Surface waves in inversely dispersive media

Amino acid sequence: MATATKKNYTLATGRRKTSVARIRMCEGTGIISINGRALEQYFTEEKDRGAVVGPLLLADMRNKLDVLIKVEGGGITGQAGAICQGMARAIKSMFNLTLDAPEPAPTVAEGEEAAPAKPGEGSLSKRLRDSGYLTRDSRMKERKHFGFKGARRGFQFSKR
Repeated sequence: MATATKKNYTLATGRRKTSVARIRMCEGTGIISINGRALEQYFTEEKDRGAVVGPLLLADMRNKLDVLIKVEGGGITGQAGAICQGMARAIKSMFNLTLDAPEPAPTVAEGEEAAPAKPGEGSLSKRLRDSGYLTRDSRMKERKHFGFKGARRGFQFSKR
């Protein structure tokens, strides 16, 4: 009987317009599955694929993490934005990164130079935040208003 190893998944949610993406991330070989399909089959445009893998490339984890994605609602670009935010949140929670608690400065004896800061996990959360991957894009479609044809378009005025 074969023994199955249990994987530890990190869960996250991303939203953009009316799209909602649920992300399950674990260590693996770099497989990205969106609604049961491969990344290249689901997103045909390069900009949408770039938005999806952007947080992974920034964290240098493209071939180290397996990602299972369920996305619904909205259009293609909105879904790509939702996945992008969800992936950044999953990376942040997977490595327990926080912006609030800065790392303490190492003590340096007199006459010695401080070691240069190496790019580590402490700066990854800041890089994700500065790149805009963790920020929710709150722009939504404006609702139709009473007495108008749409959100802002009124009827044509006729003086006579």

The dispersion of surface waves in inversely dispersive media where the shear-wave velocity decreases with depth is studied. Theoretical dispersion curves are calculated in the complex wavenumber domain. Excitability and attenuation due to leakage are calculated for each point on the dispersion curves. These additional parameters are critical for a correct understanding of the dispersion properties of surface waves. Mode shapes are included in the study to visualize displacements inside the medium. The results of the study show that, for inversely dispersive media, the Rayleigh-wave assumption is not valid, and other types of interface waves and leaky Lamb waves contribute to the surface wavefield. They also show that, in this case, true theoretical dispersion curves can be approximated by Lamb-wave dispersion curves for a free plate in a vacuum, provided that the stiffness contrast between the top layer and the underlying half-space is large, and also that the shear-wave velocity of the stiff layer is greater than the compressional-wave velocity in the underlying media. The error in the phase velocity resulting from this approximation is investigated and it is shown that the error does not exceed 5% for the fundamental antisymmetric Lamb-wave dispersion curve. Because of the numerical simplicity of calculating its theoretical dispersion curves, the Lamb-wave approximation can provide an effective evaluation method to resolve the thickness and elastic parameters of the stiff top layer. This is exemplified using a set of field data.